The current pandemic has renewed practices of mutual aid – or meeting peoples’ survival needs, creating new social relations, and building collective power so central to many radical social movements historically, not just anarchism. The pandemic has called attention to the relationship between civil liberties and public health policy, to the ways in which the enforcement of policies meant to “protect the public” adversely affect those excluded from “the public” or deemed expendable: migrants and undocumented people, those who are incarcerated and detained, people of colour, sex workers, and homeless people, for example. As a pioneering advocate for women’s sexual and bodily autonomy, Goldman would have been furious at the use of COVID-19 to deny safe access to abortion. And as a former sweatshop worker who fought for her whole life against capitalism, she would have completely understood what labour activists today are saying: without understanding the link between poor labour standards and infections in warehouses, logistics, supermarkets, and food processing, we cannot contain this pandemic.
The end of quarantine would come in January, 1919. Goldman was released from prison in September of that year. But release meant deportation for her, not freedom. 1919 also saw a wave of anti-Black pogroms and terror in the United States. Today, Black people and their allies are rising up in the United States, Canada, and around the world protesting police violence and centuries of racism as the orange man in the White House rails against “radical left anarchists.” Along with 248 other “foreign-born radicals,” Goldman was deported to revolutionary Russia from New York City as the first Red Scare began to take hold. Hers was the first political denaturalization of a US citizen. As she was leaving New York City, thousands of rent strikes were being led by immigrant working-class women in Manhattan, Brooklyn, and the Bronx. These, too, were blamed on “foreign agitators.” Ultimately, thousands of people were deported as the state embarked on a coordinated attack on the radical left including the Industrial Workers of the World.
We observed the centenary of Goldman’s deportation last year with a presentation to the Toronto Workers’ History Project – with the granddaughter of one of Emma’s anarchist comrades in attendance while the THWP’s theatre group mounted a production of Craig Heron’s original play, “Emma’s Last Visit,” to a packed Steelworkers Hall. As we told the audience, our project also explores a long-understudied theme: how Goldman’s experience as a political deportee, exile, and self-described “woman without a country” shaped her understanding of race, nation, internationalism, and exile politics. Goldman would not stay long in Russia and, in exile, she lived in Toronto three different times, her right to reside in Canada enabled by a “mobility marriage” to British miner and comrade James Colton in an era when Canadian citizenship was tethered to British subjecthood.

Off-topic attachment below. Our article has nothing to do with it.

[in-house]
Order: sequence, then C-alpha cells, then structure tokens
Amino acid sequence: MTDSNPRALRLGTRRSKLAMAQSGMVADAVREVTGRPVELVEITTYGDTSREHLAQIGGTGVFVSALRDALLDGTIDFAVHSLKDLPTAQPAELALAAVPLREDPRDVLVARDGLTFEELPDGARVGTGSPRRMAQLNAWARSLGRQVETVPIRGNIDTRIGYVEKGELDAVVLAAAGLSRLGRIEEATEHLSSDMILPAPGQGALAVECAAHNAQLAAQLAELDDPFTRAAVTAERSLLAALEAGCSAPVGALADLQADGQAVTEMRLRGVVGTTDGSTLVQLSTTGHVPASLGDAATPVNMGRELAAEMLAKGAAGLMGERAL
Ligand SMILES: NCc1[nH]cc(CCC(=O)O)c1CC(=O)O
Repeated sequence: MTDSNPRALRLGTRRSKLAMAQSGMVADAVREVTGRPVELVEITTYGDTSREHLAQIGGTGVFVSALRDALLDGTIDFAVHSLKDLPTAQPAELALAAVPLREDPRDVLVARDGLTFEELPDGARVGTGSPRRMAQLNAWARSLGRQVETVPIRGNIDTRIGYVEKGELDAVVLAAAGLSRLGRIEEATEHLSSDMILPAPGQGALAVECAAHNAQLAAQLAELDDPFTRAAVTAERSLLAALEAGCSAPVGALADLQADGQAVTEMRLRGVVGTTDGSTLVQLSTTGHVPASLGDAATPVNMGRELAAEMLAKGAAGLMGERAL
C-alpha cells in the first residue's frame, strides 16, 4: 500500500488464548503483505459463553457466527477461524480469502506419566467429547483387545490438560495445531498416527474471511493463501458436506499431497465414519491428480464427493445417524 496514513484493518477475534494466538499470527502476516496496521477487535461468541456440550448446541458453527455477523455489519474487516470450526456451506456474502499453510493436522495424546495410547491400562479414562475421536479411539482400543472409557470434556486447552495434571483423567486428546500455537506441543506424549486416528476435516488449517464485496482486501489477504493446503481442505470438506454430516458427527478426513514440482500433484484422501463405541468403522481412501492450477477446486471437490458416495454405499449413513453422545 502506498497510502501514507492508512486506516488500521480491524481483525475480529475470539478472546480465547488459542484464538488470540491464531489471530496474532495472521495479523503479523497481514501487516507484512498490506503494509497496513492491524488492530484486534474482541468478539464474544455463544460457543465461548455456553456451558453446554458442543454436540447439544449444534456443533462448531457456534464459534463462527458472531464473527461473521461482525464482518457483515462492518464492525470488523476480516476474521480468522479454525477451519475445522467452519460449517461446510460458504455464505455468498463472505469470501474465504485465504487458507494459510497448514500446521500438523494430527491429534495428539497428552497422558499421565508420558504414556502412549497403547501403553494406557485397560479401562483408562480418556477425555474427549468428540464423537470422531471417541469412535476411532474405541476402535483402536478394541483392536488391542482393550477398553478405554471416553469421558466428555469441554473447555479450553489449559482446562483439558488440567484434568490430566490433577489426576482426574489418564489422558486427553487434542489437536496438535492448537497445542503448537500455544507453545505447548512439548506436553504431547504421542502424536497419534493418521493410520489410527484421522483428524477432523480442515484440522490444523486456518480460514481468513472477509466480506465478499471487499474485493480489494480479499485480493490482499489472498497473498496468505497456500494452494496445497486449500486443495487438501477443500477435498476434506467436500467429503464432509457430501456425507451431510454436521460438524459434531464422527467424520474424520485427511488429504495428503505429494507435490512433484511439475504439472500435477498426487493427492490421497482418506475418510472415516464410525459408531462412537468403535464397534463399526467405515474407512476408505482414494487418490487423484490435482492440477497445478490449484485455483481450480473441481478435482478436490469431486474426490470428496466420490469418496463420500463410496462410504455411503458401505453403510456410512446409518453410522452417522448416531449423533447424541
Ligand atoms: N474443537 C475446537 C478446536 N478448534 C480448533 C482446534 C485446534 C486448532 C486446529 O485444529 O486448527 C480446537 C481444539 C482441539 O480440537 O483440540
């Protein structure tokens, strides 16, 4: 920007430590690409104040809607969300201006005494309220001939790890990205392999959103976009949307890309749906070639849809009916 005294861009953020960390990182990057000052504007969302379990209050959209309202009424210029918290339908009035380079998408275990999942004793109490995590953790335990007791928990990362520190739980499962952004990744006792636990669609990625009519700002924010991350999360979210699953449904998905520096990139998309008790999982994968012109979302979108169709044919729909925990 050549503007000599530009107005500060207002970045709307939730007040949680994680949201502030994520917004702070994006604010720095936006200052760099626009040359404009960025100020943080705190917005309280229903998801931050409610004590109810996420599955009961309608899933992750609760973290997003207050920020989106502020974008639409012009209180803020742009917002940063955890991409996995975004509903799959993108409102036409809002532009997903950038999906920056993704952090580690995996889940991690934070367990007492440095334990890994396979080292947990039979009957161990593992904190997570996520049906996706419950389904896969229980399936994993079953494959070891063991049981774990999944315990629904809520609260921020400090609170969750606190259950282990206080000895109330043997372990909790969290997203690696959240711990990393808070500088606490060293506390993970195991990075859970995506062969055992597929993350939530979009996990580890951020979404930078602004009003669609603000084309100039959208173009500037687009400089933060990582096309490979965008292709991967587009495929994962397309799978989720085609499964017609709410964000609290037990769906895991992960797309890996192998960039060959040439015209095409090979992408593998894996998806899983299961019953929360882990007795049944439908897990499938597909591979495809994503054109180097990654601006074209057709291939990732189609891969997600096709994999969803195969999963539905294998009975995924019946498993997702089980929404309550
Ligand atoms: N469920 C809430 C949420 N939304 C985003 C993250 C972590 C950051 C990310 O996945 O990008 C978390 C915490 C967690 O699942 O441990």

Goldman is an interesting case of a deportee who herself became a tireless anti-deportation campaigner. We consider her work while in Toronto on behalf of anarchist refugees from the Soviet Union and the Spanish Civil War as well as her relentless campaigning for Atillio Bortolotti, the Italian-Canadian anarchist whom she saved from deportation and certain death in fascist Italy. Bortolotti died twenty-five years ago in 1995. He never forgot Goldman, financed a collection of her speeches and writings on the Spanish Civil War, and for decades nurtured generations of anarchists in Detroit-Windsor and Toronto.
Emma Goldman, often called “the world’s most dangerous woman,” died 80 years ago in Toronto, a city where she enacted her feminist and anarchist politics for almost four years. The anniversary of her death, May 14, arrived in the midst of a pandemic, one that led to the postponement of a symposium on Goldman with which we were closely involved. In 1940, Goldman’s comrades were personally devastated by her death, but also constructed and celebrated her as a soldier and martyr of a heroic and humanist struggle, and used her death as a platform for rededication to the cause. Between her death in Toronto 80 years ago and today, a diversity of individuals and groups have remembered Goldman in myriad ways, with many such as Atillio Bortolotti and Marie Tiboldo acting as bridges between earlier and later anarchists in the city. Along with Candace Falk, Goldman’s pre-eminent biographer, we hope that Goldman’s example during the pandemic “will inspire us all to continue to act with each other in solidarity, interdependence and care.”
Franca Iacovetta is a Toronto-based historian and a member of the riseupfeministarchive.ca/ collective.
Cynthia Wright teaches in the School of Gender, Sexuality and Women’s Studies, York University, Toronto/Tkaronto.
With thanks to Candace Falk for her input and generosity.
 We plan a second post on Tiboldo.
 Dean Spade, “Solidarity Not Charity: Mutual Aid for Mobilization and Survival.” Social Text 38, 1 (March 2020): 131-151.
 Michael Richmond, “New York rent strikes during the ‘Spanish’ influenza.” Open Democracy 22 May 2020.
 Naailah Patel, “Emma Goldman/Contested Memories.” (University of Toronto, 2020)